Opinion: the civil service needs to think about more than pay to attract the next generation

Government will need to think about more than salary and pension offers for the workers of the future if it is to remain an employer of choice

Photo: GDS/flickr

By Zahir Irani

25 Oct 2017

When LinkedIn recently looked at the habits of 10,000 job changers, the most obvious trend was the rise of the “down-shifter”. People were moving to smaller employers, swapping job security and benefits packages for a new kind of good life – more control and flexibility with a “lifestyle” employer.

It’s a snapshot from a much bigger cultural (and social and economic) change among the under 30s, but it’s not just younger employees. This is an attitude change to work that’s being seen across the age range, employees and entrepreneurs.


Historically, the ability of the civil service to attract and keep hold of its supply of the very best of British graduate talent has been based around a basic solidity: a stairway through a hierarchy, long-term security, holidays and a pension package. Becoming a civil servant has been a case of playing by the established rules, winning the competition for a place and then settling in to make a difference.

There are question marks over how the civil service can stay an attractive option to new generations of talent coming through, and tap into experience from the private sector.

There’s been too fundamental a change in ideas about the role of work in people’s lives for the down-shifters to be ignored by the civil service.

It cannot continue to believe it has all the power as the employer, that its prestige will always be enough to bring in the best.

But there needs to be a balancing note of caution when it comes this new, supposedly freewheeling workforce. Major employers like the civil service shouldn’t panic.

While more people might want freedom, better quality of life and quality of work, there will always be those employees who will prioritise stability over everything else, even if only at particular moments in their working lives. One of the great qualities of the civil service will always be that it offers “good work” – what the Work Foundation and government talks about as the long-term, mutually beneficial relationship between employer and employee, through permanent contracts and consistent opportunities for development and internal progression.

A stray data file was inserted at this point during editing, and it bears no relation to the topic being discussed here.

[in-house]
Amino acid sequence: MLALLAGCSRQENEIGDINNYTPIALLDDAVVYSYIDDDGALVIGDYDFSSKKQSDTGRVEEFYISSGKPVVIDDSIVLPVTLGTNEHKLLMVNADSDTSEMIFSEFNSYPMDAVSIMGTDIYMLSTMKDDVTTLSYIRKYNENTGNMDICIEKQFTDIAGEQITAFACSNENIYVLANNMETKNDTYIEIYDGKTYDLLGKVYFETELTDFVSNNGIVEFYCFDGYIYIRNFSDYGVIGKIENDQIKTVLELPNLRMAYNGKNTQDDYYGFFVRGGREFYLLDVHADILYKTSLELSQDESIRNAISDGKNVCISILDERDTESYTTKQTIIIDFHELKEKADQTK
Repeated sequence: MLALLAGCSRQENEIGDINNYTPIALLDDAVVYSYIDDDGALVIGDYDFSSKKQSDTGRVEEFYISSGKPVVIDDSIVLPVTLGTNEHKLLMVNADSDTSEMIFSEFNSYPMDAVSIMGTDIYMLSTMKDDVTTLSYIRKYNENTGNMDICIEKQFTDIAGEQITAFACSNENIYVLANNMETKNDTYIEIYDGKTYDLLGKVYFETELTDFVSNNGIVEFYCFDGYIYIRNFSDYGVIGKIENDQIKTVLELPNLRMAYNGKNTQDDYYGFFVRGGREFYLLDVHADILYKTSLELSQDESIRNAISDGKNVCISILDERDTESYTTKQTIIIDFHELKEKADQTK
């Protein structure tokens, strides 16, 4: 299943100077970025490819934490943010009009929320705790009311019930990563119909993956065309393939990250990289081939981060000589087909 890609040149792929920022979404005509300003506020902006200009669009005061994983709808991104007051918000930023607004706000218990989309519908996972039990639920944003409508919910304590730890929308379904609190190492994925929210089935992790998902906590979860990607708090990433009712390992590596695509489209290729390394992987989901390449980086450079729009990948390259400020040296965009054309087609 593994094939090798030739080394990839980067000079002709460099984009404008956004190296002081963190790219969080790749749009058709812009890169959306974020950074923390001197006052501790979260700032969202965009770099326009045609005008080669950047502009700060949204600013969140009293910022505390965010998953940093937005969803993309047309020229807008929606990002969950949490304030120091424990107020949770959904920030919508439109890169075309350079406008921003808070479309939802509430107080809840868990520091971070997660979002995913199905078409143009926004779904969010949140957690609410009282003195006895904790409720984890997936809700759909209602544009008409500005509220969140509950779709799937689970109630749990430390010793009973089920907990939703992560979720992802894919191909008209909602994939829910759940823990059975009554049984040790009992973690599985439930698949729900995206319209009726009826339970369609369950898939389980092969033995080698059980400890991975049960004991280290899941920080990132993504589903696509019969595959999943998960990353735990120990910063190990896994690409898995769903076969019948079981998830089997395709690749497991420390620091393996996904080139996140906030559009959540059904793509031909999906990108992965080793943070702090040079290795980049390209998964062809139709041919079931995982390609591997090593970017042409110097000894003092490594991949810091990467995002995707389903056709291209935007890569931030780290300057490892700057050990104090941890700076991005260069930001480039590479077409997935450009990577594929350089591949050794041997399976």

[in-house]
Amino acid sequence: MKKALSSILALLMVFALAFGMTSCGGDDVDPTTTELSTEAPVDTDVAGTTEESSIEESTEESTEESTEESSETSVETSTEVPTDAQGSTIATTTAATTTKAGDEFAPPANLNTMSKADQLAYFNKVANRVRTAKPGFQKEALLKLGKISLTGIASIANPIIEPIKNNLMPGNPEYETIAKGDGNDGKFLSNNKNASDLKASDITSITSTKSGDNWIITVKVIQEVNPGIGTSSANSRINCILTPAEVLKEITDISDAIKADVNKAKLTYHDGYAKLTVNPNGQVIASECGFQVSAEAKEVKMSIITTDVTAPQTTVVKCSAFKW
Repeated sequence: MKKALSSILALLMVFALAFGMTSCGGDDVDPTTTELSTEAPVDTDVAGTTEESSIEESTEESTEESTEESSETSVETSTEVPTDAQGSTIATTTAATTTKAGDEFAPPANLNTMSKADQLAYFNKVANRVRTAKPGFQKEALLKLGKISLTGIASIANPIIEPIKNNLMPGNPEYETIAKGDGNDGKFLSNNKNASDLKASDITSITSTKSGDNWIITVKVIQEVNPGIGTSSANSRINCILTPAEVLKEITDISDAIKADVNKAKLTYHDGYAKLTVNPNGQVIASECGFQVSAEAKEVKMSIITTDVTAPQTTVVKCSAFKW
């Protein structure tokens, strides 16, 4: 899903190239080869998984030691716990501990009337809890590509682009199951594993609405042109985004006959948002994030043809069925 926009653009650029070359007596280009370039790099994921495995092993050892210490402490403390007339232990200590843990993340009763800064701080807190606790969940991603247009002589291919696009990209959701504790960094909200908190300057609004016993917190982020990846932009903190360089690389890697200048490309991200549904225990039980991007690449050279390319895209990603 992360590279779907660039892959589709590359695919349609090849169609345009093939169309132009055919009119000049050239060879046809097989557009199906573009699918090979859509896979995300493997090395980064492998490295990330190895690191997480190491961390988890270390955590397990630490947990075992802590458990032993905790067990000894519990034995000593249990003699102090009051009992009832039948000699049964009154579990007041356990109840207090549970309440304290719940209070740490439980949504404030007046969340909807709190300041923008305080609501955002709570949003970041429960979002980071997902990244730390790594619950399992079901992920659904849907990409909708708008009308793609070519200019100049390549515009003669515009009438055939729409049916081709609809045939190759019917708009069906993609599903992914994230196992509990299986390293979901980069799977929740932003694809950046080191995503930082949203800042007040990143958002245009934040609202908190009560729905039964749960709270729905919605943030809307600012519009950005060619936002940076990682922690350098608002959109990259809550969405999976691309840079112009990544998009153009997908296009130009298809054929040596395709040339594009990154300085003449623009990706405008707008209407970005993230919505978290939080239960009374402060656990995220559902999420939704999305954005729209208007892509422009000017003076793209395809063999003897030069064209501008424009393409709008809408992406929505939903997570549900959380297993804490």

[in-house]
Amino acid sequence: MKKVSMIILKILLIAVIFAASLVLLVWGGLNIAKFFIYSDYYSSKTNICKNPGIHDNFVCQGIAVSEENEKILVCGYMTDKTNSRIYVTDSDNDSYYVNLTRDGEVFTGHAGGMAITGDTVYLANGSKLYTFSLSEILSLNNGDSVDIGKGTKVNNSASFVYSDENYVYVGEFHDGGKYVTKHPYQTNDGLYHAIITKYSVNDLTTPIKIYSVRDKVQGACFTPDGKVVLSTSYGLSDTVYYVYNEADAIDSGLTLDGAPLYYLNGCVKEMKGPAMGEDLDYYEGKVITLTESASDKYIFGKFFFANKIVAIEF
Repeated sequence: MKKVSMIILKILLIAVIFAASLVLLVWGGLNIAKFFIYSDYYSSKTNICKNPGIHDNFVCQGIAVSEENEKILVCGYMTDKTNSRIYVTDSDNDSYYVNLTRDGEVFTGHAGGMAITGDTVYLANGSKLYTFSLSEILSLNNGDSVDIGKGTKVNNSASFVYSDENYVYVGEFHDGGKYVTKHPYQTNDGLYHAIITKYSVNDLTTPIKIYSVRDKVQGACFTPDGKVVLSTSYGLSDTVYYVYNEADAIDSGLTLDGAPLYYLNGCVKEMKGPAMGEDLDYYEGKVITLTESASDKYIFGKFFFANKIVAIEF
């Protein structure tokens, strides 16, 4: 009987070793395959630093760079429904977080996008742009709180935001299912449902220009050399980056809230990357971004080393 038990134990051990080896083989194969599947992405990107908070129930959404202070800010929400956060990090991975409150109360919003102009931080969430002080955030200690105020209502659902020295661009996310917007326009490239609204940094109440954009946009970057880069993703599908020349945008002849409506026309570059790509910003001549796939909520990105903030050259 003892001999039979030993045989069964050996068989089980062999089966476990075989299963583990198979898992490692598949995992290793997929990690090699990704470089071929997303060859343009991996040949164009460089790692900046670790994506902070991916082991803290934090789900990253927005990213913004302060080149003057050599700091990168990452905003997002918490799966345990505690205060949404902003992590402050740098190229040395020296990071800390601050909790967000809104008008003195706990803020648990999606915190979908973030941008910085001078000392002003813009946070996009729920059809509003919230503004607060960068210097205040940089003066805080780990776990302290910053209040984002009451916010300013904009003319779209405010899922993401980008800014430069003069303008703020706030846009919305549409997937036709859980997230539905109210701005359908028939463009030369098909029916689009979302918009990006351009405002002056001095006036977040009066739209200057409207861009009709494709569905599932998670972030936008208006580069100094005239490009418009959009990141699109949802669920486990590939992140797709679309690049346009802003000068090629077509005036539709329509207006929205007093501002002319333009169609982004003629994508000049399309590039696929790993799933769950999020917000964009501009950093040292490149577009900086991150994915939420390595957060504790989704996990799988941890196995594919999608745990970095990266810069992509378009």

While there are powerful reasons for joining the service, such as the range of opportunities and the chance to be part of the workings of a country, the organisation needs to start ensuring there is a balance between the presentation, tone and reality of what’s being offered.

It’s not just a question of flexing the rewards strategies to tempt in those happy to balance additional risk for higher pay.

There needs to be a wider strategy that takes into account change to the everyday realities and external reputation of civil servant roles. And it needs to run across departments and grades. Just using contracts with external expertise when bursts of specialist talent are needed only serves to emphasise the distinction: we’re the plodders; the movers and shakers can only come in from outside.

Most simply, the working lives and routines of civil servants should be seen to have more space and air: the chance to work more flexibly, and to work remotely where possible. More people need to have the opportunity to take on project-based activities, and to lead on those projects; to be part of more cross-functional teams, and take part in job shares. There needs to be a sharper sense of career ebb and flow via sabbaticals and career breaks for all, alongside bouts of personal and professional development. In terms of investing in physical resources of office space, desks and ICT, this is a win for both sides.

The magic ingredient here is management.

Introducing more flexible models will take managers capable of instigating and dealing with non-traditional patterns of working, who can harness different personalities and their demands and provide them with ongoing direction. This is a very different role from the old-school manager who sits behind the established rules and routines of what’s expected – a model which only encourages presenteeism among staff.

One approach that will help departments to restructure themselves more closely around the aspirations and motivations of new generations of talent will be to shift to an output-based culture.

It will be critical for the civil service to start talking more about roles and work culture in more of the kinds of terms that Generation Z, millennials and the coming Generation Alpha associate with a good employer.

The kinds of experience on offer, the people they’ll work with, the places they’ll go to; not the impressive pay structure, pension and career ladder.

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